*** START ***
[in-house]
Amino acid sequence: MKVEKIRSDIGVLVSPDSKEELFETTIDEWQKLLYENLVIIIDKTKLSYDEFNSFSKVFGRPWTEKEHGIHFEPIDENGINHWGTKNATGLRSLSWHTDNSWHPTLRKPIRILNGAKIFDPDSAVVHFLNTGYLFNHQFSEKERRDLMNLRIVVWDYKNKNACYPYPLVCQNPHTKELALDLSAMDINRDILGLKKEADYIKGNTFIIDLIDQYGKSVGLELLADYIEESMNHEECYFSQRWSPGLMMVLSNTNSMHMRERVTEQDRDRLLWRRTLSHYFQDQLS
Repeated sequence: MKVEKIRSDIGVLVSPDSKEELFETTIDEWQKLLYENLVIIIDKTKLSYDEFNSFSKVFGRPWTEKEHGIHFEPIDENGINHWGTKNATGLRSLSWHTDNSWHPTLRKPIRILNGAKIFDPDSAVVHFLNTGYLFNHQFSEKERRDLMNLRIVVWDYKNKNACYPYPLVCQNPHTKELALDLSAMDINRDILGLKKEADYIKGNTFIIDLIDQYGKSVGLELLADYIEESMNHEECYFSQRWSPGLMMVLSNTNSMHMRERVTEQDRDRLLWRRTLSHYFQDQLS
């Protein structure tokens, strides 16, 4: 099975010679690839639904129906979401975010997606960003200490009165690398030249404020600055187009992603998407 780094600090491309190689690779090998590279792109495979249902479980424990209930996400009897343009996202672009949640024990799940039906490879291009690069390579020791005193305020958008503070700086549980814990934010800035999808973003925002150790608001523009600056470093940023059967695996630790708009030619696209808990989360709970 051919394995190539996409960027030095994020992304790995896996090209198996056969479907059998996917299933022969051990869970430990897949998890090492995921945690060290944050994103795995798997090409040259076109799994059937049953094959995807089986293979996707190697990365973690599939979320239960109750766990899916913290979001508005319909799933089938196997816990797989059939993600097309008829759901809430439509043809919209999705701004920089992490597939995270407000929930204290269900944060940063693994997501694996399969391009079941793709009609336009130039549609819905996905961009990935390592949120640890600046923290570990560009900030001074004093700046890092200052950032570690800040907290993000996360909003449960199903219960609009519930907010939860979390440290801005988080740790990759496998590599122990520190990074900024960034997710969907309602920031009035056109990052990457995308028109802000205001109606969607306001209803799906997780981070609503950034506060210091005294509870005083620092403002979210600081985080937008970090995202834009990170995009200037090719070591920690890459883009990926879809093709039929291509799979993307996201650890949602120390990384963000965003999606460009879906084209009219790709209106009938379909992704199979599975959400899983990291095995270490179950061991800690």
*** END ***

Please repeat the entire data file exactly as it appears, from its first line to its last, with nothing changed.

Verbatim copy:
[in-house]
Amino acid sequence: MKVEKIRSDIGVLVSPDSKEELFETTIDEWQKLLYENLVIIIDKTKLSYDEFNSFSKVFGRPWTEKEHGIHFEPIDENGINHWGTKNATGLRSLSWHTDNSWHPTLRKPIRILNGAKIFDPDSAVVHFLNTGYLFNHQFSEKERRDLMNLRIVVWDYKNKNACYPYPLVCQNPHTKELALDLSAMDINRDILGLKKEADYIKGNTFIIDLIDQYGKSVGLELLADYIEESMNHEECYFSQRWSPGLMMVLSNTNSMHMRERVTEQDRDRLLWRRTLSHYFQDQLS
Repeated sequence: MKVEKIRSDIGVLVSPDSKEELFETTIDEWQKLLYENLVIIIDKTKLSYDEFNSFSKVFGRPWTEKEHGIHFEPIDENGINHWGTKNATGLRSLSWHTDNSWHPTLRKPIRILNGAKIFDPDSAVVHFLNTGYLFNHQFSEKERRDLMNLRIVVWDYKNKNACYPYPLVCQNPHTKELALDLSAMDINRDILGLKKEADYIKGNTFIIDLIDQYGKSVGLELLADYIEESMNHEECYFSQRWSPGLMMVLSNTNSMHMRERVTEQDRDRLLWRRTLSHYFQDQLS
């Protein structure tokens, strides 16, 4: 099975010679690839639904129906979401975010997606960003200490009165690398030249404020600055187009992603998407 780094600090491309190689690779090998590279792109495979249902479980424990209930996400009897343009996202672009949640024990799940039906490879291009690069390579020791005193305020958008503070700086549980814990934010800035999808973003925002150790608001523009600056470093940023059967695996630790708009030619696209808990989360709970 051919394995190539996409960027030095994020992304790995896996090209198996056969479907059998996917299933022969051990869970430990897949998890090492995921945690060290944050994103795995798997090409040259076109799994059937049953094959995807089986293979996707190697990365973690599939979320239960109750766990899916913290979001508005319909799933089938196997816990797989059939993600097309008829759901809430439509043809919209999705701004920089992490597939995270407000929930204290269900944060940063693994997501694996399969391009079941793709009609336009130039549609819905996905961009990935390592949120640890600046923290570990560009900030001074004093700046890092200052950032570690800040907290993000996360909003449960199903219960609009519930907010939860979390440290801005988080740790990759496998590599122990520190990074900024960034997710969907309602920031009035056109990052990457995308028109802000205001109606969607306001209803799906997780981070609503950034506060210091005294509870005083620092403002979210600081985080937008970090995202834009990170995009200037090719070591920690890459883009990926879809093709039929291509799979993307996201650890949602120390990384963000965003999606460009879906084209009219790709209106009938379909992704199979599975959400899983990291095995270490179950061991800690």